Senator Risa Hontiveros filed a bill aiming to decriminalize libel amid the cyber libel conviction of veteran journalist Frank Cimatu.

Hontiveros filed Senate Bill 1593 or the Decriminalization of Libel Act which aims to repeal Articles 353, 354, 355, 356, 357, 360, 361, and 362 of the Revised Penal Code and Section 4(c) 4, Chapter 2 of Republic Act 10175 otherwise known as the Cybercrime Prevention Act of 2012.

In her explanatory note, Hontiveros said that the rise and prevalence of social media as a primary medium of communication has resulted in weaponization of libel laws. 

“Our libel laws have been weaponized to stifle very basic fundamental rights. These laws have been used to constantly attack many of our freedoms, particularly the freedom of the press. We need to decriminalize libel if we are to truly defend press freedom,” she said.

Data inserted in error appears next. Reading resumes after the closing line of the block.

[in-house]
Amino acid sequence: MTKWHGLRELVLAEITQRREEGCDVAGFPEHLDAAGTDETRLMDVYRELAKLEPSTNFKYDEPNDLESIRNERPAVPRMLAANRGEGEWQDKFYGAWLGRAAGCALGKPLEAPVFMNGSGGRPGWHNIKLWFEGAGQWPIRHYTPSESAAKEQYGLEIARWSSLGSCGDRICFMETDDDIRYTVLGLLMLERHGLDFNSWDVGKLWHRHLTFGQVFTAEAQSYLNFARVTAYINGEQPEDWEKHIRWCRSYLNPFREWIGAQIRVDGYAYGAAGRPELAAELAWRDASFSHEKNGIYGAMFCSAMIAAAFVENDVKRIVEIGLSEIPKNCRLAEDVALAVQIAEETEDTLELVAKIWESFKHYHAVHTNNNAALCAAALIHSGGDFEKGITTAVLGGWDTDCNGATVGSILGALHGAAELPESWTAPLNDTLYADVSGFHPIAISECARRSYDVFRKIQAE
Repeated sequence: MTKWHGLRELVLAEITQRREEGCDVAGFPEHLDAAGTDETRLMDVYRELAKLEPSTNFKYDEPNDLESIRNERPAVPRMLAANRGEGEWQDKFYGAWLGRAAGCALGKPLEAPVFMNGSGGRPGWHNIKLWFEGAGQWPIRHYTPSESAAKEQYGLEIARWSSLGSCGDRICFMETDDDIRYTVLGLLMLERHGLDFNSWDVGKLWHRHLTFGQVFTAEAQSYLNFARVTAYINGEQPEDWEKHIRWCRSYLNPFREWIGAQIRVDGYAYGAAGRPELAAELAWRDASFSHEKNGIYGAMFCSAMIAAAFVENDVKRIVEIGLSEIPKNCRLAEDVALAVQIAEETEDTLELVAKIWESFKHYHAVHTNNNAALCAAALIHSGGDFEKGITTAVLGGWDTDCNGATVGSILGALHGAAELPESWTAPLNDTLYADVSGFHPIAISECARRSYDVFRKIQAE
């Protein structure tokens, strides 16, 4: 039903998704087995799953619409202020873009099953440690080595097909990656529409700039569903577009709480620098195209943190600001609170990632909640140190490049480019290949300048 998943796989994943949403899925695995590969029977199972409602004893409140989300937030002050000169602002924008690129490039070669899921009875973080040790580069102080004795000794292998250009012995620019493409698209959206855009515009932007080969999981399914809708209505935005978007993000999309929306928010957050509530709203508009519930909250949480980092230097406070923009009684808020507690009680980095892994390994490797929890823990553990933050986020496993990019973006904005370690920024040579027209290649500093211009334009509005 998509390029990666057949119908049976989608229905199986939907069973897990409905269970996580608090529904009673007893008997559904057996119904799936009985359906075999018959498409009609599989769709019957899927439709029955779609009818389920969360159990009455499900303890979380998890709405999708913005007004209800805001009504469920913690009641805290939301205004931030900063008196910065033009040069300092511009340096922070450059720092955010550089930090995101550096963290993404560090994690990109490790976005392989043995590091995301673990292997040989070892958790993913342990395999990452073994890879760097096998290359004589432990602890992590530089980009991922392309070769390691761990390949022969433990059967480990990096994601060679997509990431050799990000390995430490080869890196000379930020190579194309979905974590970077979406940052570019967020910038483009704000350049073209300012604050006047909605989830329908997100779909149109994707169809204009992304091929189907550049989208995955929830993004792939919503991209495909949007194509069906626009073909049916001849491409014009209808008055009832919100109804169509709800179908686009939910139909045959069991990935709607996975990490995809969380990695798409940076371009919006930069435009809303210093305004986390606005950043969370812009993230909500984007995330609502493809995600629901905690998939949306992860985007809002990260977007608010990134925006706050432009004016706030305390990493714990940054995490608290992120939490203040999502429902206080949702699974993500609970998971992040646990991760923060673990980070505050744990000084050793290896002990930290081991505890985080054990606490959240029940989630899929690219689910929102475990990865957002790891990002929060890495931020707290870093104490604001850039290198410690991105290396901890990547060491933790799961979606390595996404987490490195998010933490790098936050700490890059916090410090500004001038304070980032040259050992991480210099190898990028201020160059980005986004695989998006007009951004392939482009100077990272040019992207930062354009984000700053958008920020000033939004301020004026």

Hontiveros said that libel is being used to stifle journalists who are only doing their jobs among whom is Nobel Peace laureate and Rappler CEO Maria Ressa, and her former colleague Reynaldo Santos were both convicted of cyber libel in 2020.

“These journalists have wasted years of their lives facing charges for basically doing their jobs. Gamit na gamit na ang cyber libel para patahimikin ang ating mga mamamahayag. Kung hindi natin maiwasto ito, patuloy na gagamitin ang libel para kitilin ang ating kalayaan,” said Hontiveros.

“Trabaho ng mga reporter ang magbahagi ng mga impormasyon para sa kaalaman ng publiko. We need the press to vet information and continue to be the safekeepers of facts. Sa pagbaha ng fake news sa social media, mas lalong kailangan nating maprotektahan ang propesyon nila. If we fail to do so, if we allow our laws to punish rather than protect the press, we chip away at our Constitutional rights. This will cost us our democracy,” she added.

On that same day Hontiveros filed the bill, Cimatu was found guilty of cyber libel by Judge Evangeline Cabochan-Santos of the Quezon City Regional Trial Court Branch 93 over a Facebook post involving former Agriculture secretary Emmanuel “Manny” Piñol.

Cimatu was sentenced to a minimum imprisonment of six months and one day and a maximum imprisonment of five years, five months, and eleven days. He was also ordered to pay Piñol P300,000 as moral damages.


Ronald Espartinez